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South Asia MAIS Candidate Hannah Haegeland on her Boren Fellowship to India

October 31, 2014


My time in India as a Boren Fellow enabled me to significantly improve my Urdu and Hindi language skills. The AIIS’s Urdu program has incredible instruction. Working as a research and writing fellow for [community organization] no man’s land in Delhi gave me the opportunity to meet a number of scholars, artists, and activists involved in shared South Asian sociopolitical issues today.

Hannah Haegeland, a current South Asia M.A.I.S. candidate, recently returned from a Boren Fellowship to India. She spoke to us about her experience.

On the Boren Fellowship:

The Boren Fellowship provides funding for graduate students to go abroad and study a language that the U.S. government has deemed critical to national security as well as conduct their own research or participate in an academic internship. In exchange for what tends to be generous funding, Boren Fellows commit to a year of public service following graduation in a capacity that contributes to U.S. national security, very broadly defined. The idea behind Boren funding is to get more people in government that have actually lived in the cultures, learned the languages, and studied the politics and history of the countries around the world that the U.S. especially needs to understand and work well with.

I used Boren funding to spend a semester studying Urdu intensively at AIIS in Lucknow and then moved to Delhi for a semester to continue my language studies privately while doing research and writing for a South Asian trust called no man’s land.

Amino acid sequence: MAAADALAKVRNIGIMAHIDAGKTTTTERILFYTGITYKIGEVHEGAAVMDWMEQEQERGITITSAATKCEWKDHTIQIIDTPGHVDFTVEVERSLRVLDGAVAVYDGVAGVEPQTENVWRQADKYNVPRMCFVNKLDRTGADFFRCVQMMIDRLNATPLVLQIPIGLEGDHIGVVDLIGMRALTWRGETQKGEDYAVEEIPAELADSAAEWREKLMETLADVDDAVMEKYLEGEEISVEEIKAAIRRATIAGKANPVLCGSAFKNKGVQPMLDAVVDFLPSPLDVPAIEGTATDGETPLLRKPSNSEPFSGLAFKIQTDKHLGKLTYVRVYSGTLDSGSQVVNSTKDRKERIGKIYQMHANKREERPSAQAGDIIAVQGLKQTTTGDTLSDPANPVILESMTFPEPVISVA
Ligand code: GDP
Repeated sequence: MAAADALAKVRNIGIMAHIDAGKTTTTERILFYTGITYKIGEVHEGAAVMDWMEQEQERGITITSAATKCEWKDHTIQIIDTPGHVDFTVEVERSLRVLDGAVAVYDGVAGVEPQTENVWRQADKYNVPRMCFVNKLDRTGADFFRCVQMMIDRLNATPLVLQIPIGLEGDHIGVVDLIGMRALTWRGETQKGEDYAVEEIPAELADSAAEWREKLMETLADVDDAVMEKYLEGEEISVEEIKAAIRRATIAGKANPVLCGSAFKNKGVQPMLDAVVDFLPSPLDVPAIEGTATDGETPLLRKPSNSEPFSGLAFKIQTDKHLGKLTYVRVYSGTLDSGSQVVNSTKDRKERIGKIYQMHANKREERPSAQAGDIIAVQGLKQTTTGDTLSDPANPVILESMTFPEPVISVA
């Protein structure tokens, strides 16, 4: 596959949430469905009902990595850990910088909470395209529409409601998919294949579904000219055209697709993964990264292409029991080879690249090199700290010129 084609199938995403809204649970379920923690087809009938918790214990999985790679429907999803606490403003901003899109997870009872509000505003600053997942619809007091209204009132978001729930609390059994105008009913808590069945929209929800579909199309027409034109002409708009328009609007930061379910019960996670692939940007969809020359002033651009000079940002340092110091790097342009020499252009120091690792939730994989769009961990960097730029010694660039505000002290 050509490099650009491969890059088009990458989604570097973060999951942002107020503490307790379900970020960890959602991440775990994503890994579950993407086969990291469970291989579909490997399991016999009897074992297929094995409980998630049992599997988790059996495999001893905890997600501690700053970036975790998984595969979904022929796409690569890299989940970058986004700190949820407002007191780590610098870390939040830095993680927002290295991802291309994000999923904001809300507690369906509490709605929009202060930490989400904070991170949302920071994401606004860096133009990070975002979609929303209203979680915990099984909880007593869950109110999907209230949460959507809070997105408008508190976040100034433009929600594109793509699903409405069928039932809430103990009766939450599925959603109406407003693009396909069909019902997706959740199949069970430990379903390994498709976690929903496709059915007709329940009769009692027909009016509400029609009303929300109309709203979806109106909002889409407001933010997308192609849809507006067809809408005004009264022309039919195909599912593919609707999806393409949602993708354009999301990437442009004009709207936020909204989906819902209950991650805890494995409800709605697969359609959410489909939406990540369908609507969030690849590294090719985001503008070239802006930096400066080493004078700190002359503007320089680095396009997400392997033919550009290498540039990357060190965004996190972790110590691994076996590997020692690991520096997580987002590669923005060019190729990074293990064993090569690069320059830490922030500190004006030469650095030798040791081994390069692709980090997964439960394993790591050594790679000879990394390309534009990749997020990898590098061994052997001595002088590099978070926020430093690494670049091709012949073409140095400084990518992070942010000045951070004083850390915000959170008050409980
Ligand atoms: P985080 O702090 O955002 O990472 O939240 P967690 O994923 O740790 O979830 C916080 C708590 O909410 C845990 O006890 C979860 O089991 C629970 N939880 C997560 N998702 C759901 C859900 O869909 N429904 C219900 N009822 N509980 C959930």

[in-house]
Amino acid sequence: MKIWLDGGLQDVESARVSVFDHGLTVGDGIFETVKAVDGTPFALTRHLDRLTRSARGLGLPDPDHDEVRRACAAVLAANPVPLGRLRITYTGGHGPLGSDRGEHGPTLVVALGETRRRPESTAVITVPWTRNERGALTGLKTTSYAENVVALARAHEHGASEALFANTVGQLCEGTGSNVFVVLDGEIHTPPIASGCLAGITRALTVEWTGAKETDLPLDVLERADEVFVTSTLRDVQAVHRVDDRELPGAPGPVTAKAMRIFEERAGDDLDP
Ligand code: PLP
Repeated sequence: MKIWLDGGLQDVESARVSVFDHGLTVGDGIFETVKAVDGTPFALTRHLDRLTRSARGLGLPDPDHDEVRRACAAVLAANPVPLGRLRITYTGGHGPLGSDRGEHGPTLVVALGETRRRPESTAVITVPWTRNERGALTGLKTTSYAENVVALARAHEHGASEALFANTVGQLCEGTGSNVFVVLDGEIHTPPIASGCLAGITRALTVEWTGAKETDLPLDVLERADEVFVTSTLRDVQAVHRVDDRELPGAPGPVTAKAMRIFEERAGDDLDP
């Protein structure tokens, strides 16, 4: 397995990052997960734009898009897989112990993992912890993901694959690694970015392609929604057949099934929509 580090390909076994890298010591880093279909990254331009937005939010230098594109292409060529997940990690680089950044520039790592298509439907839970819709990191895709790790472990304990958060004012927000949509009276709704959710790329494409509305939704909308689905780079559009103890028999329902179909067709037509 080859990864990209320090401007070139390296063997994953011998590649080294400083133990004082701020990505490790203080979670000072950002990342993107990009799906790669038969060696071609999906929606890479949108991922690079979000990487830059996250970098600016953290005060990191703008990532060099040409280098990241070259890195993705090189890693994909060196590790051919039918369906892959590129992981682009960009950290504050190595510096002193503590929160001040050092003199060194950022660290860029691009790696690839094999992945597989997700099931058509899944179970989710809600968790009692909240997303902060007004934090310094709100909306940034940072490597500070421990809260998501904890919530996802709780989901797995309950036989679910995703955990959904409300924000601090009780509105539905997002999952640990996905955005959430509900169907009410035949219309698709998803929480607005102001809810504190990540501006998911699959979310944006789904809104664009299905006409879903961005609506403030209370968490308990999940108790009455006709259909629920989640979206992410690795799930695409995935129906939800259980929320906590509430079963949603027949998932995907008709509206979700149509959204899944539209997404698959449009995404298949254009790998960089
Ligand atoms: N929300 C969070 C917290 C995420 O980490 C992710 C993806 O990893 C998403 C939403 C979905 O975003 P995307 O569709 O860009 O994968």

On her memorable experiences:

Some of my most memorable experiences from the year were times when the benefits of my language study and work coincided, such as when I attended a Hindi/Urdu-language press conference in Lucknow in the immediate aftermath of the Muzzafarnagar riots or when I sat in on a conference meeting of small NGOs working on women’s issues in Delhi, also all in Hindi.

A year of in-context study of contemporary sociopolitical issues and Urdu and Hindi gave me perspective that I would not have developed had I stayed in Seattle and finished my M.A. in the traditional two years. It impacted how I look at my own research; questions I had not thought of asking came up over dinners and cups of tea or whiskey with people much smarter than I am.

On life after Boren:

Currently, as I finish my coursework and master’s papers, I am working part-time for the National Bureau of Asian Research on their annual Strategic Asia publication and also participating in the Slade Gorton International Policy Center Global Leadership Program.

As a returned Boren Fellow, I am now applying for jobs in federal offices that conduct research to support the formation of U.S. policy on South Asia.

Advice for Boren applicants:

My advice for graduate students applying for Boren funding would be to think carefully and creatively about how to best translate what you do in academia to a policy-oriented, federal audience in a way that expresses how the topics we study in detail as academics have significant implications for the U.S. government.

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The application deadline for 2015-16 Boren Fellowships is January 27, 2015. Check out our Funding page for more information.